The lodos is the strong south-westerly wind which may predominate episodically in the Aegean Sea and Marmara Sea as well as the Mediterranean coast of Turkey all the year round; it frequently raises high seas and may give violent westerly squalls. The word lodos is Turkish, coming from Greek word "Notus", and originally means "southern wind".
The predominant wind-driven surface current of the Aegean Sea is from northwest to southeast, but about twenty times a year the wind shifts southwards, pushing from the Mediterranean towards the Black Sea. If it continues long enough, the surface current also reverses, creating treacherous going for mariners. When Lodos is blowing, the winds in the Turkish Straits begin to shift during the early morning hours. The Black Sea’s currents are also affected by Lodos.
They are at their strongest in the afternoon and often die down at night, but sometimes lodos winds last for days without a break. Similar winds blow in the Adriatic and Ionian maritime regions. Lodos winds are dangerous to sailors because they come up in clear weather without warning and can blow at 9-10 Beaufort. Most vessels cannot sail under such conditions.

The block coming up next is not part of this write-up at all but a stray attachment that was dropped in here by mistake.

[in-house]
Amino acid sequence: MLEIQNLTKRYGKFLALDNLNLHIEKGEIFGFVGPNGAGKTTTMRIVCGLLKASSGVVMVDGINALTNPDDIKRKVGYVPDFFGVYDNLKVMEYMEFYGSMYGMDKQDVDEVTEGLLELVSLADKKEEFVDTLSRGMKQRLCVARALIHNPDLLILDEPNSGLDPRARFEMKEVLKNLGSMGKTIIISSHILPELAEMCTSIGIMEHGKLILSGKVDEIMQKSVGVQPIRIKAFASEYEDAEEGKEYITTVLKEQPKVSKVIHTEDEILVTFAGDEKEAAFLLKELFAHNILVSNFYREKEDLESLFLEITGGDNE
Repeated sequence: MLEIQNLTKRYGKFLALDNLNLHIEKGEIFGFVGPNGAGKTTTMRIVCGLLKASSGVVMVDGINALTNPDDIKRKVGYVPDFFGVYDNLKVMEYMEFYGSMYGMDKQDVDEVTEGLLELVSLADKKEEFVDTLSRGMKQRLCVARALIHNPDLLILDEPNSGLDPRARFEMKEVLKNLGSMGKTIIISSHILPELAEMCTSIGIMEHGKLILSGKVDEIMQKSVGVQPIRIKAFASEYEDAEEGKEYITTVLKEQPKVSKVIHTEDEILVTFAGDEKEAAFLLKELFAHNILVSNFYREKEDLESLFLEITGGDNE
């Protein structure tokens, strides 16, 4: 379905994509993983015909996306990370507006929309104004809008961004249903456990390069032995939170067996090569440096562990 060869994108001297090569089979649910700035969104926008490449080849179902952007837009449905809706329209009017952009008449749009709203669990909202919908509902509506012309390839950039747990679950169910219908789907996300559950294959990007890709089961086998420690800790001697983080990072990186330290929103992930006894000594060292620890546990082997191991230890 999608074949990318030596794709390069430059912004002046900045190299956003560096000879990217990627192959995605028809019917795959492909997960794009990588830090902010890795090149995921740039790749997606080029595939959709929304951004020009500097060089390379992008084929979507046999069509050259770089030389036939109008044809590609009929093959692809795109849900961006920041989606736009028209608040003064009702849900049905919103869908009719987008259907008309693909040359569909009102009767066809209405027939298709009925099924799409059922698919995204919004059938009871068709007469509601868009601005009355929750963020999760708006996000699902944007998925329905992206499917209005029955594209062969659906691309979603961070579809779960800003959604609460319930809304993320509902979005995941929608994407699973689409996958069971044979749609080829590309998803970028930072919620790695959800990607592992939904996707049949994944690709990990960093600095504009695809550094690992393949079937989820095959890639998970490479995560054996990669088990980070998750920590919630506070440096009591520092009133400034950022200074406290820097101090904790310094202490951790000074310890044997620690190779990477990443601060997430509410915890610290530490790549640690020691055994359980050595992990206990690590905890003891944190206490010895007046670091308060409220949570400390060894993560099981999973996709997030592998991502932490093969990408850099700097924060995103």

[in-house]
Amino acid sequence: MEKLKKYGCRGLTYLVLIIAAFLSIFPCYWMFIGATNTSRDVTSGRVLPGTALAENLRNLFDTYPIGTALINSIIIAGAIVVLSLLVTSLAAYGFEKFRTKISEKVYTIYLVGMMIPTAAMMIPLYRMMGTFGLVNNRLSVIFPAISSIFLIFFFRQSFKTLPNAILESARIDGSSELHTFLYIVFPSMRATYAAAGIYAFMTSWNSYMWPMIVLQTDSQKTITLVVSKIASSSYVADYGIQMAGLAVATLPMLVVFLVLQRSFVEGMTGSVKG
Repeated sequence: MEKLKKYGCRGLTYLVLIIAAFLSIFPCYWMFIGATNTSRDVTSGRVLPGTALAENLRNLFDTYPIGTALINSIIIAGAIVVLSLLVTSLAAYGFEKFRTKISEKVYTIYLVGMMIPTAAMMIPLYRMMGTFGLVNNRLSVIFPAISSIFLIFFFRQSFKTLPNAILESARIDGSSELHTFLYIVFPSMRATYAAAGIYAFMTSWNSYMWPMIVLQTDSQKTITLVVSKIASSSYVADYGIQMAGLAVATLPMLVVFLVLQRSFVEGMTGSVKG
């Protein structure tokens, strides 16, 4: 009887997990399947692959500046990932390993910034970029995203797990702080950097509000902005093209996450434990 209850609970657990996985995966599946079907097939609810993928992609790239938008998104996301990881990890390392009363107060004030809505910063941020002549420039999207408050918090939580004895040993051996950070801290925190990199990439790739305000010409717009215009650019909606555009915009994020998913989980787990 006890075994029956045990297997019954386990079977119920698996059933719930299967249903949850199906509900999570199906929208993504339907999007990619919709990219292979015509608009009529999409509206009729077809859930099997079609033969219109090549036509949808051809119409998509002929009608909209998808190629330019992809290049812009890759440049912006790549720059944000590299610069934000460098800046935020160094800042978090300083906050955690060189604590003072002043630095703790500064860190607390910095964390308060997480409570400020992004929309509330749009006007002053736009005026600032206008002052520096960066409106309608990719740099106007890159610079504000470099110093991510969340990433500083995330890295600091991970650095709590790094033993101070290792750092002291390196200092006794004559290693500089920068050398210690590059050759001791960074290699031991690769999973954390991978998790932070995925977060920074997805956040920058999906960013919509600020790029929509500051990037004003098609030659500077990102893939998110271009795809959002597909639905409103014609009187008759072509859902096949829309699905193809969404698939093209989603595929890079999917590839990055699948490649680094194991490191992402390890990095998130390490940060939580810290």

Lodos brings wind and waves from the south from October to April ,with a peak season in December. Along with warm waters from the South, lodos also brings African dust from the Sahara Desert, which contains many minerals such as sulfate, iron, zinc and other minerals that are beneficial to plants. If lodos persists for more than a day, these mineral-rich dusts cause headaches, bronchitis and other respiratory diseases.
During strong lodos winds, especially in December, large vessels are warned against crossing the Bosphorus Strait and at times, the strait is closed to all naval traffic due to lodos shifting charted surface currents. Vessels are most vulnerable to these shifting currents if they lack speed or experience an engine failure. in which case the only means to halt a vessel would be anchoring, but there is not enough distance at Bosphorus for such a measure, and disaster becomes inevitable.
|This climatology/meteorology–related article is a stub. You can help Wikipedia by expanding it.|